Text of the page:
Empowering coastal communities through marine citizenship – Pam Buchan

In a recent Ocean Conservation Trust and DEFRA public survey, only 19% of people have heard of and feel they have some understanding of the term marine citizenship. What is the understanding that 19% has? Probably something about reducing single use plastic to protect the ocean, beach cleaning, reducing carbon emissions generally, and making ethical choices when buying fish. These are all important actions that collectively contribute to a human-ocean relationship directed towards marine sustainability and reduced marine environmental degradation.

For the past four years I have been investigating what marine citizenship is by asking active marine citizens their views. Whilst these individualistic choices, or pro-marine environmental behaviours, are a part of marine citizenship, unlike many practitioners, marine citizens also understand marine citizenship as part of a political movement driving transformation in the way society interacts with the sea. The ocean is part of their sense of responsibility and they exercise their rights to be involved in its management in a wide range of ways.

Discovering what makes people become environmental or marine citizens is a holy grail for researchers looking to improve environmental sustainability. Lots of research shows what the most common personality or social traits are in such active citizens, but these findings don’t explain how or why such people managed to bridge the value-action gap and began to take actions for the benefit of the environment. By taking an holistic, interdisciplinary approach, my research is pointing towards a theory of how the value-action gap might be closed: a marine identity.

In social psychology, identity process theories look at the components of identity and how people work to preserve their identities so that their sense of who they are doesn’t get compromised. In active marine citizens, their strong love of the sea (called thalassophilia) and a dependency upon it being beautiful, interesting and healthy for their own wellbeing, recreation or livelihood, feeds their marine identity. But if the ocean is being degraded and harmed then this threatens their marine identity because how can it fulfil their needs in the same way if it is poor condition? Marine citizenship is a way to restore and maintain the marine identity because doing something that promotes marine sustainability is a way to feel empowered and effective and it holds the promise of ocean restoration.

What does all this mean for coastal communities? Well it’s likely there are a range of marine identities and some of these might depend on a relationship with the sea which is extractive or harmful. Just like in marine citizens, people who identify with using the sea in these different ways will likewise work hard to maintain their sense of identity. Different groups of people with different relationships to the sea may be pitted against one another in marine environmental decision-making and consultative processes, driving division and conflict. This produces poor outcomes, poor legitimacy of decisions, and fractures communities. It’s important that we can break down the perception that we have to choose between the environment and the economy.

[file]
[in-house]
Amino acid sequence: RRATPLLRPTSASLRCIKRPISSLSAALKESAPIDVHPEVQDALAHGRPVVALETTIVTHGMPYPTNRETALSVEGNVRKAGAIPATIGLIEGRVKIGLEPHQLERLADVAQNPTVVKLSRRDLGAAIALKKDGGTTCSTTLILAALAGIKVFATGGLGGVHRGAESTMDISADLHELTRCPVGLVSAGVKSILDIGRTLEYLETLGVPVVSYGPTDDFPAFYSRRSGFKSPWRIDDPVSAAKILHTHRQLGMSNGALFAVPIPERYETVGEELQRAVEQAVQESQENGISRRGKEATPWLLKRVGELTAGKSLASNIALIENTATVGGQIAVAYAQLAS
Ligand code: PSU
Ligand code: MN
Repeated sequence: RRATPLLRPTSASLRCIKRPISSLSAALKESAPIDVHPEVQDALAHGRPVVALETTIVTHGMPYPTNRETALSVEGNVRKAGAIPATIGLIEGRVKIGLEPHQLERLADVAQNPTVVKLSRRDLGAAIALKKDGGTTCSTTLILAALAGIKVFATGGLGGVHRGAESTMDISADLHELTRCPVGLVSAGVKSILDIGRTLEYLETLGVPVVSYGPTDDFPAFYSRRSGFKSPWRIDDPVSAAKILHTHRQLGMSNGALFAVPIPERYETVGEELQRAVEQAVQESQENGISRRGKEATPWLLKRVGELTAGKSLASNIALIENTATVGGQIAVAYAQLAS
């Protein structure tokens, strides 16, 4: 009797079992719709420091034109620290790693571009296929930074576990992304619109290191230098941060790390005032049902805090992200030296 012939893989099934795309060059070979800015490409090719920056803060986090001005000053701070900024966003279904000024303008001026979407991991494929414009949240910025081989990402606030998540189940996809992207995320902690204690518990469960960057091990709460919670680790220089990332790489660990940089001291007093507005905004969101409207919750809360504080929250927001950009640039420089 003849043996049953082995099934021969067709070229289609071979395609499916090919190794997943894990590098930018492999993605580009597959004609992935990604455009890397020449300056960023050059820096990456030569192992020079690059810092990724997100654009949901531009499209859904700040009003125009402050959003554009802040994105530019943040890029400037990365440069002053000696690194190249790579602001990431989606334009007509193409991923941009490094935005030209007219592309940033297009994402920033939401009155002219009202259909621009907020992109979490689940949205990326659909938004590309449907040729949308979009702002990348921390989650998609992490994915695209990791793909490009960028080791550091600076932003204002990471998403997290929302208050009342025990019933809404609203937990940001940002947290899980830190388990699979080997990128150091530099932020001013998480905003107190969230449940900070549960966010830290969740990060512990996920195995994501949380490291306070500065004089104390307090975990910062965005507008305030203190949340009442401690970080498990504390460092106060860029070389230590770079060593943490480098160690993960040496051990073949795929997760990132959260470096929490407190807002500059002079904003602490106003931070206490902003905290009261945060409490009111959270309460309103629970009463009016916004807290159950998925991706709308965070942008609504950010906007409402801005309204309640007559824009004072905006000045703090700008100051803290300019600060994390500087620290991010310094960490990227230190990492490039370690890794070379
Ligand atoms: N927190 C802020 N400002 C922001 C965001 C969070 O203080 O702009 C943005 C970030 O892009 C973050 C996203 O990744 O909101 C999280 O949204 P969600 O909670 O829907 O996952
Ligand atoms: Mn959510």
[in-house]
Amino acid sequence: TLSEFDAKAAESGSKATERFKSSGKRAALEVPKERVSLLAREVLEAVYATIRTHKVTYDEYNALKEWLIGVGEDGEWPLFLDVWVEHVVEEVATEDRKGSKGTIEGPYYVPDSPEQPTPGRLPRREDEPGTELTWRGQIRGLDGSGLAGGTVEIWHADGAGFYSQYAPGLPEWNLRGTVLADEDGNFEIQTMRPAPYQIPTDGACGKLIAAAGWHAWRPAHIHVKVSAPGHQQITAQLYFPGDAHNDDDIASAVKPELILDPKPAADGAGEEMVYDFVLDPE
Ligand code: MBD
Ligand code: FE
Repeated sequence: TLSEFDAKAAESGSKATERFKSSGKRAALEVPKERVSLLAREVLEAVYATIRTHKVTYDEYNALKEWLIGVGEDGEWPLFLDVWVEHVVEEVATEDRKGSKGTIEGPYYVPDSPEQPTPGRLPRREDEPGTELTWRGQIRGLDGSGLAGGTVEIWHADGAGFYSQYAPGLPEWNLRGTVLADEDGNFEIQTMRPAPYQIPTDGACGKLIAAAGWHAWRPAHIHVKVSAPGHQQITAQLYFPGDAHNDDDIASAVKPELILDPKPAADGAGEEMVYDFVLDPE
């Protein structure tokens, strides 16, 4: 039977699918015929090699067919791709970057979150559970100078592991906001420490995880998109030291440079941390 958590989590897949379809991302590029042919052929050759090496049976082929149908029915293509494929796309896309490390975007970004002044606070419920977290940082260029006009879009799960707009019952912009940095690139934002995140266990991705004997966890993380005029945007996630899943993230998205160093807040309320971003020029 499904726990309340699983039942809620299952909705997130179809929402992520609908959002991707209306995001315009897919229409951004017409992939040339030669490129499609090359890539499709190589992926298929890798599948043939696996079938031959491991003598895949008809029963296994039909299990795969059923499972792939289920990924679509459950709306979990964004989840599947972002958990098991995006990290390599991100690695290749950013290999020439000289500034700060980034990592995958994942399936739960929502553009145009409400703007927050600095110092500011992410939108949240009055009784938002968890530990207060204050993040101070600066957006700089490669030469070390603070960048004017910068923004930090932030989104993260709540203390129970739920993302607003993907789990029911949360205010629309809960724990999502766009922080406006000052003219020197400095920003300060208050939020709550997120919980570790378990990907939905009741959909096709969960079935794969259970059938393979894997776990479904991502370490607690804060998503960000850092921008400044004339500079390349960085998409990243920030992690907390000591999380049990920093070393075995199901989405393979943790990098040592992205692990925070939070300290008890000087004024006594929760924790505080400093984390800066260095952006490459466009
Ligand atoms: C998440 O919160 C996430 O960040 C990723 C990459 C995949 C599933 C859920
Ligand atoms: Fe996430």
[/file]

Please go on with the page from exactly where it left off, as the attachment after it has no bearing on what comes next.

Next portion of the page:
Through the challenges of climate change, the ocean recovery agenda, with, for example, the introduction of highly protected marine areas, and the economic challenges unique to coastal towns, there is a pressing need to empower coastal communities to have more influence over how these challenges will be addressed. Being pro-environmental doesn’t mean being anti-economy, but there are conflicts that will need resolution through solutions which are environmentally and politically just, as well as effective.

In my research, I found that the most effective participatory processes were those which were at local scale, had transparent procedures which were viewed as fair, and had proper communication of the outcome rather than just leaving participants in the dark. These were viewed positively even when the outcome wasn’t what participants had hoped for. We should be aspiring to thriving coastal communities built on marine sustainability and social justice. This can be achieved through improvement in the ways in which people can participate in shaping marine and coastal management to be more empowering and less tokenistic. The ocean is an extremely dynamic and complex environment, and coastal communities and the challenges ahead are equally as complex. Complex problems are best tackled using wider participation and a wider range of knowledges. Marine citizenship can be enabled through participatory policies and fairer and more effective solutions will emerge.

My research findings should be of interest for those who are interested in improving political engagement with marine and coastal matters and transforming not only the human-ocean relationship but also how we as a society get to participate in that process. To help with this, I have produced an accessible summary of my PhD thesis. I hope there is something of interest to help any coastal community in considering their local challenges.

Leave a Reply